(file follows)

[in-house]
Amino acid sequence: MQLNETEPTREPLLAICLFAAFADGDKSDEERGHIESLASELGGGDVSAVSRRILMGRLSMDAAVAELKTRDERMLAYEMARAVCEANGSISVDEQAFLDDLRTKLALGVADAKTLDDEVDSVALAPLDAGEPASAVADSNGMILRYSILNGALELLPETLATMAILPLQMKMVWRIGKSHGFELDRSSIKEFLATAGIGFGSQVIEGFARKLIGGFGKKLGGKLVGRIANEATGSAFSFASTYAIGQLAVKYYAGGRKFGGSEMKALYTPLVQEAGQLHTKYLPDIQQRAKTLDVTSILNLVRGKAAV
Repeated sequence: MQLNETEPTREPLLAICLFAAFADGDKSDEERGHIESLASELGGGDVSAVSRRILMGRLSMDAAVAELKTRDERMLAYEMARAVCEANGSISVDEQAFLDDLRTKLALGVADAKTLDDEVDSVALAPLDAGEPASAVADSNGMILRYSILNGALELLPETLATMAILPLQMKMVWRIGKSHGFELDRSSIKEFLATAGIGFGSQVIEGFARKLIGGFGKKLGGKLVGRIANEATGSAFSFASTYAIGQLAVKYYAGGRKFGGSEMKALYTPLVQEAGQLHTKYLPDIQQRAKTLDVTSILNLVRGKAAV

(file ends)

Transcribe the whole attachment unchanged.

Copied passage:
[in-house]
Amino acid sequence: MQLNETEPTREPLLAICLFAAFADGDKSDEERGHIESLASELGGGDVSAVSRRILMGRLSMDAAVAELKTRDERMLAYEMARAVCEANGSISVDEQAFLDDLRTKLALGVADAKTLDDEVDSVALAPLDAGEPASAVADSNGMILRYSILNGALELLPETLATMAILPLQMKMVWRIGKSHGFELDRSSIKEFLATAGIGFGSQVIEGFARKLIGGFGKKLGGKLVGRIANEATGSAFSFASTYAIGQLAVKYYAGGRKFGGSEMKALYTPLVQEAGQLHTKYLPDIQQRAKTLDVTSILNLVRGKAAV
Repeated sequence: MQLNETEPTREPLLAICLFAAFADGDKSDEERGHIESLASELGGGDVSAVSRRILMGRLSMDAAVAELKTRDERMLAYEMARAVCEANGSISVDEQAFLDDLRTKLALGVADAKTLDDEVDSVALAPLDAGEPASAVADSNGMILRYSILNGALELLPETLATMAILPLQMKMVWRIGKSHGFELDRSSIKEFLATAGIGFGSQVIEGFARKLIGGFGKKLGGKLVGRIANEATGSAFSFASTYAIGQLAVKYYAGGRKFGGSEMKALYTPLVQEAGQLHTKYLPDIQQRAKTLDVTSILNLVRGKAAV